and it reads more like prose. In fact it is very easy to recompose the poem into a confession in three paragraphs.
I am very bothered when I think of the bad things I have done in my
life. Not least that time in the chemistry lab when I held a pair of
scissors by the blades and played the handles in the naked lilac flame
of the Bunsen burner; then called your name, and handed them over.
Oh the unrivalled stench of branded skin as you slipped your thumb
and middle finger in, then couldn't shake off the two burning rings.
Marked, the doctor said, for eternity.
Don't believe me, please, if I say that was just my butterfingered way,
at thirteen, of asking you if you would marry me.
The Structure Of The Poem
Composition
MINI TASK 5:
2. What is the effect of these differences?
The rhythm of the poem is also helped by some alliteration.
Not least that time in the chemistry lab
when I held a pair of scissors by the blades
in the naked lilac flame of the Bunsen burner;
The Structure Of The Poem
Key Feature
Like Shakespeare's sonnet, the key feature of this poem is IMAGERY.
MINI TASK 6
1. Write down a list of the images used in the poem
2. From your list, find examples of imagery that are similar in both
poems and identify the main difference in the use of imagery in
the poems.
The Structure Of The Poem
Key Feature
MINI TASK 6
1. Write down a list of the images used in the poem
 chemistry lab
(visual)
 held a pair of scissors by the blades
(visual)
 played the handles in the naked lilac flame of the Bunsen burner;
(visual)
 then called your name (sound)
 handed them over. (visual)
 the unrivalled stench of branded skin (smell)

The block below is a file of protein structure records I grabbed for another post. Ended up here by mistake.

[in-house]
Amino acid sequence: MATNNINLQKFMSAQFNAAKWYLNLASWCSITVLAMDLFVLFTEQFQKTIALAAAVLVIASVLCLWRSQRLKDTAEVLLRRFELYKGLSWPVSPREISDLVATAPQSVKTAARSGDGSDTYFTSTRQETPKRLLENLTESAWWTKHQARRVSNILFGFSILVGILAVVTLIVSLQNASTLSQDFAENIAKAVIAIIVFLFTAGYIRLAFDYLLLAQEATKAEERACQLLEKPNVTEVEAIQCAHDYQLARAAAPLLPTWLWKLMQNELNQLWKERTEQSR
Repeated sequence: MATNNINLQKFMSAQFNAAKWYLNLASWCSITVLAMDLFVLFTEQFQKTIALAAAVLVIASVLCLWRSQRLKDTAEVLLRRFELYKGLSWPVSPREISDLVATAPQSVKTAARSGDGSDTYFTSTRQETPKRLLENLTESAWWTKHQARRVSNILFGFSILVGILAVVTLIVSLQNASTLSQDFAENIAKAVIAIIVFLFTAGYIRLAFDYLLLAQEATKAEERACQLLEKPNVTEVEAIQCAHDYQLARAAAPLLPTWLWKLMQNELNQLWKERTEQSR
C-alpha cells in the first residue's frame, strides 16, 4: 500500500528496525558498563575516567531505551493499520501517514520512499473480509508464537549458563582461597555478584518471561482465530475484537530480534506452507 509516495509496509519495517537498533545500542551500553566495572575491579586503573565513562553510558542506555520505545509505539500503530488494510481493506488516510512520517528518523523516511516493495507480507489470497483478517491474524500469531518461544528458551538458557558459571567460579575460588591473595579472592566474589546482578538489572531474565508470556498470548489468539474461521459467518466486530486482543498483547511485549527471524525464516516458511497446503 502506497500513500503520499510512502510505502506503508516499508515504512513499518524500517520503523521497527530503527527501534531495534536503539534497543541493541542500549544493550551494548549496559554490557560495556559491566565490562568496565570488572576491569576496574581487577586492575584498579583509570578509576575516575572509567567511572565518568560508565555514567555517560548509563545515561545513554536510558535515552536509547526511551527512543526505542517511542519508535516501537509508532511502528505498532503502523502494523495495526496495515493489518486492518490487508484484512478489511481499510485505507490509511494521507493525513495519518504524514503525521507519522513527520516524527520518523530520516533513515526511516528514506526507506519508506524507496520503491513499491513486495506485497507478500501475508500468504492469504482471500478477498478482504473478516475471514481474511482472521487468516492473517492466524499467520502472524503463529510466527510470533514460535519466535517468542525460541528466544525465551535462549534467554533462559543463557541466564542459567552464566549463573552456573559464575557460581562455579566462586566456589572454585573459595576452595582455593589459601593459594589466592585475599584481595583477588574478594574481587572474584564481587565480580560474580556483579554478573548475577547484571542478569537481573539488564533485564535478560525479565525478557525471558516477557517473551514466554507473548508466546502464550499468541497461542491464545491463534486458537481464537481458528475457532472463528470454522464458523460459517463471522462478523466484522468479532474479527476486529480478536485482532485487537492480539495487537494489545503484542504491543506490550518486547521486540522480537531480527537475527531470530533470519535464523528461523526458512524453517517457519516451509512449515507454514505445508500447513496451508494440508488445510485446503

 as you slipped your thumb and middle finger in (visual)
 then couldn't shake off the two burning rings. (visual)
 Marked, the doctor said, for eternity. (visual)
The Structure Of The Poem
Key Feature
MINI TASK 6
2. From your list, find examples of imagery that are similar in both
poems and identify the main difference in the use of imagery in the
poems.
In Shakespeare’s poem the imagery describes a person, whereas
in Armitage's poem a lot of the imagery is used to describe a
place or object. Ex the chemistry lab or scissors.
But there are two examples that are closer to each other: then called your name / hear her speak, (sound)
 the unrivalled stench of branded skin / breath that from my mistress
reeks (smell)
The Structure Of The Poem
Tone
The tone of the poem is serious and like Shakespeare's poem there is a
‘twist’ in the final couplet which overturns the meaning of the 12 lines
that have gone before.
MINI TASK 7.
Look at the last two lines of each poem and explain the differences
and similarities between them.
The Structure Of The Poem
Tone
MINI TASK 7.
Look at the last two lines of each poem and explain the differences
and similarities between them.
And yet, by heaven, I think my love as rare
As any she belied with false compare.
that was just my butterfingered way, at thirteen,
of asking you if you would marry me.
Shakespeare’s ‘twist’ is humorous as it is a complete surprise after he
has spent the first 12 lines of the poem convincing his reader what a
terrible person this lady is. The final two lines then, come as a
complete surprise and provide an uplifting end to the poem.
The Structure Of The Poem
Tone
MINI TASK 7.
Look at the last two lines of each poem and explain the differences
and similarities between them.
And yet, by heaven, I think my love as rare
As any she belied with false compare.
that was just my butterfingered way, at thirteen,
of asking you if you would marry me.
There is no humour in Armitage's couplet, although you could
describe it as darkly ironic. Like Sonnet 130 the last two lines do come
as a surprise as the reader is shocked that this act of wanton violence
is born out of love.
Part of this irony is that the girl carries a ring shaped scar on her
finger for ‘eternity’- a play on the gift of an eternity ring that a
husband might give his wife after several years of marriage as a token
of his love.
Assignment
Compare how William Shakespeare and Simon
Armitage present unusual love sonnets in My
Mistress Eyes & I Am Very Bothered. You need to
discuss structure as well as meaning in your answer.
500-700 words by Wed 14th November
e-mailed to [email protected]
If you want this PowerPoint go to www.timdunne.org
 Poetry  Toolbox  Two Sonnets
www.timdunne.org
Who are the poems writen to/for?